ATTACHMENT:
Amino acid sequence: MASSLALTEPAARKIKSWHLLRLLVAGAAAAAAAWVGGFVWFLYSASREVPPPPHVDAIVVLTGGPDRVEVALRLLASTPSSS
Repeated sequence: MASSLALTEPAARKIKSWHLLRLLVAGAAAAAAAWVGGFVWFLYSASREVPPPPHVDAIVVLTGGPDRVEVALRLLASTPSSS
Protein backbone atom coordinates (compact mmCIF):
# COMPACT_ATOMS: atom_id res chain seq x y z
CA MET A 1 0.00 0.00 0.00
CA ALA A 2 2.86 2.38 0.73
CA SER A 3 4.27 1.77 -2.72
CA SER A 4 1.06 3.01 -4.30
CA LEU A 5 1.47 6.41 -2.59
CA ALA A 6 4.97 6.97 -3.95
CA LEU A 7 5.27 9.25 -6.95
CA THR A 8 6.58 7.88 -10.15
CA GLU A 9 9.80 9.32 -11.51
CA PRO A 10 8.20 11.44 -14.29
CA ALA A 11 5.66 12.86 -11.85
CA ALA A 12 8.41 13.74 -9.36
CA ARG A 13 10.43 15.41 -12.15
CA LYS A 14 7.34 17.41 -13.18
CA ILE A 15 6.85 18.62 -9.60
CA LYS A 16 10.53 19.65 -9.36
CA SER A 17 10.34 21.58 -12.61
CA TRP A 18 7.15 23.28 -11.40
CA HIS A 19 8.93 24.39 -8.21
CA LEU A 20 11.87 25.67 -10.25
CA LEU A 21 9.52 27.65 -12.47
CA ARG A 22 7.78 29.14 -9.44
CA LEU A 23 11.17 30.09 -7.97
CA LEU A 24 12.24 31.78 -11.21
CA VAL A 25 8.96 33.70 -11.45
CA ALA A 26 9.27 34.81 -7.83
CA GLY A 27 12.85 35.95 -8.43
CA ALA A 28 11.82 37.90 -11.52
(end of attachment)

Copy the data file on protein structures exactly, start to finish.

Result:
Amino acid sequence: MASSLALTEPAARKIKSWHLLRLLVAGAAAAAAAWVGGFVWFLYSASREVPPPPHVDAIVVLTGGPDRVEVALRLLASTPSSS
Repeated sequence: MASSLALTEPAARKIKSWHLLRLLVAGAAAAAAAWVGGFVWFLYSASREVPPPPHVDAIVVLTGGPDRVEVALRLLASTPSSS
Protein backbone atom coordinates (compact mmCIF):
# COMPACT_ATOMS: atom_id res chain seq x y z
CA MET A 1 0.00 0.00 0.00
CA ALA A 2 2.86 2.38 0.73
CA SER A 3 4.27 1.77 -2.72
CA SER A 4 1.06 3.01 -4.30
CA LEU A 5 1.47 6.41 -2.59
CA ALA A 6 4.97 6.97 -3.95
CA LEU A 7 5.27 9.25 -6.95
CA THR A 8 6.58 7.88 -10.15
CA GLU A 9 9.80 9.32 -11.51
CA PRO A 10 8.20 11.44 -14.29
CA ALA A 11 5.66 12.86 -11.85
CA ALA A 12 8.41 13.74 -9.36
CA ARG A 13 10.43 15.41 -12.15
CA LYS A 14 7.34 17.41 -13.18
CA ILE A 15 6.85 18.62 -9.60
CA LYS A 16 10.53 19.65 -9.36
CA SER A 17 10.34 21.58 -12.61
CA TRP A 18 7.15 23.28 -11.40
CA HIS A 19 8.93 24.39 -8.21
CA LEU A 20 11.87 25.67 -10.25
CA LEU A 21 9.52 27.65 -12.47
CA ARG A 22 7.78 29.14 -9.44
CA LEU A 23 11.17 30.09 -7.97
CA LEU A 24 12.24 31.78 -11.21
CA VAL A 25 8.96 33.70 -11.45
CA ALA A 26 9.27 34.81 -7.83
CA GLY A 27 12.85 35.95 -8.43
CA ALA A 28 11.82 37.90 -11.52